Attenuation of pulmonary ACE2 activity impairs inactivation of des-arg9 bradykinin/BKB1R axis and facilitates LPS-induced neutrophil infiltration

Chhinder P. Sodhi, Christine Wohlford-Lenane, Yukihiro Yamaguchi, Thomas Prindle, William B. Fulton, Sanxia Wang, Paul B. McCray, Mark Chappell, David J. Hackam, Hongpeng Jia

Research output: Contribution to journalArticlepeer-review

134 Scopus citations


Angiotensin-converting enzyme 2 (ACE2) is a terminal carboxypeptidase with important functions in the renin-angiotensin system and plays a critical role in inflammatory lung diseases. ACE2 cleaves single-terminal residues from several bioactive peptides such as angiotensin II. However, few of its substrates in the respiratory tract have been identified, and the mechanism underlying the role of ACE2 in inflammatory lung disease has not been fully characterized. In an effort to identify biological targets of ACE2 in the lung, we tested its effects on des-Arg9 bradykinin (DABK) in airway epithelial cells on the basis of the hypothesis that DABK is a biological substrate of ACE2 in the lung and ACE2 plays an important role in the pathogenesis of acute lung inflammation partly through modulating DABK/bradykinin receptor B1 (BKB1R) axis signaling. We found that loss of ACE2 function in mouse lung in the setting of endotoxin inhalation led to activation of the DABK/BKB1R axis, release of proinflammatory chemokines such as C-X-C motif chemokine 5 (CXCL5), macrophage inflammatory protein-2 (MIP2), C-X-C motif chemokine 1 (KC), and TNF-α from airway epithelia, increased neutrophil infiltration, and exaggerated lung inflammation and injury. These results indicate that a reduction in pulmonary ACE2 activity contributes to the pathogenesis of lung inflammation, in part because of an impaired ability to inhibit DABK/BKB1R axis-mediated signaling, resulting in more prompt onset of neutrophil infiltration and more severe inflammation in the lung. Our study identifies a biological substrate of ACE2 within the airways, as well as a potential new therapeutic target for inflammatory diseases.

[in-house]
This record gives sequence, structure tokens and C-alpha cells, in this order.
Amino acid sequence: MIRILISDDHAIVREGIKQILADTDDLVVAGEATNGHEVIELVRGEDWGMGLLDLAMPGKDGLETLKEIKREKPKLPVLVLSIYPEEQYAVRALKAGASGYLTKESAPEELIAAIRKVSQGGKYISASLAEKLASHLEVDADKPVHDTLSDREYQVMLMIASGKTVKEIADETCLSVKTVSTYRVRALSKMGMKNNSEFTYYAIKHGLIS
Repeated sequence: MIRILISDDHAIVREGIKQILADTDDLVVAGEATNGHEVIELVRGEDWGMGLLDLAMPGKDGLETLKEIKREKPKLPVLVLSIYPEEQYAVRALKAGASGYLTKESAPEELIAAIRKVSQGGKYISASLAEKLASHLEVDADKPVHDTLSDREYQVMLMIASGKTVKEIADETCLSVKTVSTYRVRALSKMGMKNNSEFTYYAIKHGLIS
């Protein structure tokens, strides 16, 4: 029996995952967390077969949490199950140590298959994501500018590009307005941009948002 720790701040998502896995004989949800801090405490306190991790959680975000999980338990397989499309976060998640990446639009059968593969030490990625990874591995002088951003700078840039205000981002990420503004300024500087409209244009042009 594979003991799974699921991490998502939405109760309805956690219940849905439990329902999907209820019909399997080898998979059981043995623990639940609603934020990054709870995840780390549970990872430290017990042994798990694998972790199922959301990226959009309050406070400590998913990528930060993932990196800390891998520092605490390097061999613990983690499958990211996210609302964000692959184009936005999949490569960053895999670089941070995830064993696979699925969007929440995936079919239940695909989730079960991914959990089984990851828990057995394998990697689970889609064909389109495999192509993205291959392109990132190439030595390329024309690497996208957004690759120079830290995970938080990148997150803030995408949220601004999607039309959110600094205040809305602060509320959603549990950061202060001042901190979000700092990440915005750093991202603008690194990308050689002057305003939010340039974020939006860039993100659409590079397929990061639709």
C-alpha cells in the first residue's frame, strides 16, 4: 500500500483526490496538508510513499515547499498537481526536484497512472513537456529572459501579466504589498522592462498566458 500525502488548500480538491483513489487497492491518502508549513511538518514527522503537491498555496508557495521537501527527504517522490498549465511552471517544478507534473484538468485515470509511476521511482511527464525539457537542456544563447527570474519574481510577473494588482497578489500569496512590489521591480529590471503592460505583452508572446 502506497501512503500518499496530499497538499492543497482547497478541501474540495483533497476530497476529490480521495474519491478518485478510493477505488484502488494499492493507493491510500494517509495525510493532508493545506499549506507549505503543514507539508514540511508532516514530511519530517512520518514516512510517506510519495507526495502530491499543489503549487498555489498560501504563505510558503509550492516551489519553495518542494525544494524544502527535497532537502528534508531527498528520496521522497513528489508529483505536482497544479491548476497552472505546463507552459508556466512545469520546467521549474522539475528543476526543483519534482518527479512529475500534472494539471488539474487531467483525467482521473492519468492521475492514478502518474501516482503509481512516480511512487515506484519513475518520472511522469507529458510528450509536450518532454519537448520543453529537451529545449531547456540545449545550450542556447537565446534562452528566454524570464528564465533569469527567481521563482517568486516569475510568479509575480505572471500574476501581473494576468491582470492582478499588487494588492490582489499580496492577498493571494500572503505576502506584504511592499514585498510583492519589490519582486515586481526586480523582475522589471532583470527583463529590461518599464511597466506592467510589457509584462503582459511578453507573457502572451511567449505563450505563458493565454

Original languageEnglish (US)
Pages (from-to)L17-L31
JournalAmerican Journal of Physiology - Lung Cellular and Molecular Physiology
Issue number1
StatePublished - Jan 2018


  • Angiotensin-converting enzyme 2
  • Bradykinin receptor B1
  • C-X-C motif chemokine 5
  • Endotoxin
  • Lung inflammation

ASJC Scopus subject areas

  • Physiology
  • Pulmonary and Respiratory Medicine
  • Physiology (medical)
  • Cell Biology


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